The 2016 Olympics Could Already Win A Gold In Sexism
By Gwendolyn Purdom in News on Aug 8, 2016 4:54PM
Olympic bronze medalist Corey Cogdell-Unrein (Sam Greenwood/Getty Images)
The 2016 Summer Games in Rio are packed with some seriously badass women. There's 19-year-old Katie Ledecky who blew everyone's mind Sunday night when she shattered the 400-meter freestyle world record; Uzebekistan’s 41-year-old gymnast Oksana Chusovitina schooling competitors 25 years her junior; Serena Williams bringing her signature slaying abilities to the tennis court; 19-year-old U.S. gymnastics star Simone Biles exceeding her mythic hype.
But you’d probably miss that obvious conclusion to hear some commentators tell it. They’re more focused on important stuff like the record-breaking female Olympians’ husbands, or how the ladies might as well be hanging at the mall. Sexism, it seems, is alive and well at this year’s competition—thankfully, there's a trusty team of social media watchdogs calling out the perpetrators.
Three days into the Rio games, NBC (a few times over) and the Chicago Tribune are just a few of the media outlets already catching the ire of viewers. Saturday night, NBC’s Dan Hicks kicked things off by referring to Hungarian swimmer Katinka Hosszu’s husband and coach as “the man responsible” immediately after Hosszu’s world record-breaking 400-meter individual medley swim. (A classification that’s even more unsettling when accusations of Hosszu’s husband’s potentially abusive behavior are factored into the conversation.)
OK, so Hosszú (swimmer) shatters a world record by 2 seconds, and NBC's broadcaster gives the credit to her husband and coach. WTF? #Sexism— Tim Gibson (@timgibson) August 7, 2016
On Sunday, NBC’s hosting team may not have exactly thought things through again when one of its ranks reportedly described Team USA’s excited huddle post dominating the gymnastics qualifying round as appearing as if the women “might as well be standing in the middle of a mall,” instead of, you know, having just crushed the competition by an insane margin. In Chicago, the Tribune got flack Sunday as well when—in an apparent attempt to localize a story—it put too much emphasis on the fact that trap shooting bronze medalist Corey Cogdell-Unrein is the wife of a Chicago Bear , rather than focus on her many standalone achievements.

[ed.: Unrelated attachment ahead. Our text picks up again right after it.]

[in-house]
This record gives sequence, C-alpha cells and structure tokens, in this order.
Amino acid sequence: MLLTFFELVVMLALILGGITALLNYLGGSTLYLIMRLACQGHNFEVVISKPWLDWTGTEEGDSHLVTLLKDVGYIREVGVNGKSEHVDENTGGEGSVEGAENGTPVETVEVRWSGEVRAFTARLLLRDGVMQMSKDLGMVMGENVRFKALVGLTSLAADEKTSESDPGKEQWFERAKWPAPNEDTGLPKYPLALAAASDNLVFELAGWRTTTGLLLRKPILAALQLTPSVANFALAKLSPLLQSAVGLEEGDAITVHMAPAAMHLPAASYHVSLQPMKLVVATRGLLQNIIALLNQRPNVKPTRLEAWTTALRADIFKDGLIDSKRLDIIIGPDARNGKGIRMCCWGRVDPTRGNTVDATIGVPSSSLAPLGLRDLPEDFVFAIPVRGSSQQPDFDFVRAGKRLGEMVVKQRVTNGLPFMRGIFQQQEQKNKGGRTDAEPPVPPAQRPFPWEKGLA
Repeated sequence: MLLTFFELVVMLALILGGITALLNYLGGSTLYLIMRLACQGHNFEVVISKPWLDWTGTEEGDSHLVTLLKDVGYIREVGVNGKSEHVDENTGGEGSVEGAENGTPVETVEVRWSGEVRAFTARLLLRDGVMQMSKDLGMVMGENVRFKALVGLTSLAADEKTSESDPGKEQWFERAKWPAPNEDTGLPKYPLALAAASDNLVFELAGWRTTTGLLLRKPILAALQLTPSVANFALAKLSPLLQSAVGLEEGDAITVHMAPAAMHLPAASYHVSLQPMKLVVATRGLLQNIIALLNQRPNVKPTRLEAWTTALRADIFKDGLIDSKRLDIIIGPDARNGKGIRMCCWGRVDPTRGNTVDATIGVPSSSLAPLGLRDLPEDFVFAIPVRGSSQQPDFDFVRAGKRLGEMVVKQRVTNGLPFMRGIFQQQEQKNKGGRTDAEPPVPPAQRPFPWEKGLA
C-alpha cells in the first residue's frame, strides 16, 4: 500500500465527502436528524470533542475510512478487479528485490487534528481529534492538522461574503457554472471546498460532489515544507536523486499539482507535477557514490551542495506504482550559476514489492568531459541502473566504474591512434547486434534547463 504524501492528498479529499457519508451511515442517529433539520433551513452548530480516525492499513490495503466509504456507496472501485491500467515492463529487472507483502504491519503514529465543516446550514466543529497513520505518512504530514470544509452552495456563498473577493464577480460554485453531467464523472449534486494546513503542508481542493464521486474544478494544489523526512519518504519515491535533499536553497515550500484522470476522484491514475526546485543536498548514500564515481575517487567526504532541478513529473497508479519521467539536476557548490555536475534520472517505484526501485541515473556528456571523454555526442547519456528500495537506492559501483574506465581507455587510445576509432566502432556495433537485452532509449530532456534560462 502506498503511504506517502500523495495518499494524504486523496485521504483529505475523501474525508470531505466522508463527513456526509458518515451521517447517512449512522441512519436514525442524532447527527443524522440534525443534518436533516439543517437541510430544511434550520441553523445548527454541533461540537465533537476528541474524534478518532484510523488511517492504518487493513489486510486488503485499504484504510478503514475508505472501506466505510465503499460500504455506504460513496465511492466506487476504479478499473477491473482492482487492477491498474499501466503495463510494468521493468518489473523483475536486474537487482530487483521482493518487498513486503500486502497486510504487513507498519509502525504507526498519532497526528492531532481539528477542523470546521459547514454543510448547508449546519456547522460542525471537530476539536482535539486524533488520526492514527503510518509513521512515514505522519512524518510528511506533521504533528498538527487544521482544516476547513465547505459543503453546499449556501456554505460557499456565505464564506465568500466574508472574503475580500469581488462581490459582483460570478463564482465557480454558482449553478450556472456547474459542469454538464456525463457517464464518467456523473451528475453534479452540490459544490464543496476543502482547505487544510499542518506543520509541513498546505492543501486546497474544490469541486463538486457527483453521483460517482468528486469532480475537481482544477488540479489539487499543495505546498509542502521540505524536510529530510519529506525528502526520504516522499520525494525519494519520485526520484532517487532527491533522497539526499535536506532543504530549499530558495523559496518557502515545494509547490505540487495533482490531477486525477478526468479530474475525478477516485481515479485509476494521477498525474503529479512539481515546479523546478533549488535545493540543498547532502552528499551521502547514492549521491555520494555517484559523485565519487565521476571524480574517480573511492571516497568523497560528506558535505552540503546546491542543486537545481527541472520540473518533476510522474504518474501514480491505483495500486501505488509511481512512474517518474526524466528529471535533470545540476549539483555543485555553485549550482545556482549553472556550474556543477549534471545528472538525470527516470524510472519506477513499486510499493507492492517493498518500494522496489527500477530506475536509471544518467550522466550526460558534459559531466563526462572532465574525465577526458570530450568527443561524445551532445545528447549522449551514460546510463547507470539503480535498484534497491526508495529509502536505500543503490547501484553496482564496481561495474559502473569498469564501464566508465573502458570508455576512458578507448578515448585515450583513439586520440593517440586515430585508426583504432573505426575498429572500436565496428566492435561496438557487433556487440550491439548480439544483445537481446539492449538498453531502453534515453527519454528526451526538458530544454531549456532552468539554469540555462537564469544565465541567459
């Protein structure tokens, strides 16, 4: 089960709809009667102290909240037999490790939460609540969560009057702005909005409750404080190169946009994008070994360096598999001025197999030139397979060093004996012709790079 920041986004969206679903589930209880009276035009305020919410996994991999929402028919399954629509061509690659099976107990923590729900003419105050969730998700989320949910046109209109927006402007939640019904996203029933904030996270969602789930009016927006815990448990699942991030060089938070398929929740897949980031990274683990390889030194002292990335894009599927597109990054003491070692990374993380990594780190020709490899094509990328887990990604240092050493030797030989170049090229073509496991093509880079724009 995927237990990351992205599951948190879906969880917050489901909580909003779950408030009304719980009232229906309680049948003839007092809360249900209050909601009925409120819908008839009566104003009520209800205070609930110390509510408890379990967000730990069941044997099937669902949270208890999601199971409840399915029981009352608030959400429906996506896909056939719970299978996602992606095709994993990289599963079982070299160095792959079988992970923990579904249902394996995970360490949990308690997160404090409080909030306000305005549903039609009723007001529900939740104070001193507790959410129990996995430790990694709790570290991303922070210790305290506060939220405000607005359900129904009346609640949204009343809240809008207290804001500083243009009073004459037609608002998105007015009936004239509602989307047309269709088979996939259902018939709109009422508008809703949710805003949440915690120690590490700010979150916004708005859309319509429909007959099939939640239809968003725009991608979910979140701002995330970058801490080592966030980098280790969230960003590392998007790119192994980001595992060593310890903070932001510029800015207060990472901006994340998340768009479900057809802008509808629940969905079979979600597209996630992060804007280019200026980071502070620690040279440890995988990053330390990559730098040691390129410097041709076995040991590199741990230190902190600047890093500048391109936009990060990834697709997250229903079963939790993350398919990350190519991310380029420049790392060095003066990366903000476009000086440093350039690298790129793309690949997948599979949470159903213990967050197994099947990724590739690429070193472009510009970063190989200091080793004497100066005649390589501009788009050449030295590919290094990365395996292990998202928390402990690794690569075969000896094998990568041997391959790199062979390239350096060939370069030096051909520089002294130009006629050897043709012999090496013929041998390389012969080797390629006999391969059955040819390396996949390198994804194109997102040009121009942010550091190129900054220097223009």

when u literally have an OLYMPIC MEDAL and yet all u are is someone's wife (her name is corey cogdell-unrein BTW) https://t.co/Aunna4z91y— felicity (@h0ldmedown) August 8, 2016
But how's her beef stroganoff? https://t.co/toPfZUTRe6— Rachel Sklar (@rachelsklar) August 8, 2016
NBC’s Hicks, for his part, defended his comments Sunday while acknowledging he could have maybe worded things differently. Hosszu’s husband and coach is a vital part of her story as an Olympian, the AP reported Hicks’ as having said, and that Hosszu herself has credited her husband for her success.
Sexism at the Olympics is nothing new. In fact, the women competing in the summer games might not even get the worst of it. Back in 2014, the Atlantic rounded up questionable comments and coverage choices female Olympians have endured at the winter games going back to 2000, a collection that includes being referred to as “girls,” having their appearance analyzed and getting less screen time than their male peers, among other offenses.
A new study published by Cambridge University Press also seems to back up the media’s tendency to celebrate male competitors’ athleticism and achievements, while focusing on females’ appearance, age or marital status. After analyzing decades worth of coverage and conversation, the research found male athletes are three times more likely than females to be framed in a “sporting context,” CNN reports.
And it’s not just the women athletes who are subjected to the lady-shade the Olympics seem to bring out. During a BBC telecast Sunday, haters flocked to Twitter to admonish (or leer at) female presenter Helen Skelton-Myler for the length of her skirt. And then of course, there was NBC’s chief marketing officer, blaming female viewers whom he characterized as “not particularly sports fans” for delays and commercial breaks in the network’s Olympic broadcasts.
So far the Olympics is a festival of nice female thighs. Helen Skelton now contending ....— PercyToplis (@PercyToplis) August 7, 2016
This year’s female Olympians are already raking in the medals, but it looks to us like they deserve a few more for putting up with sports coverage that still seems to view their achievements as secondary.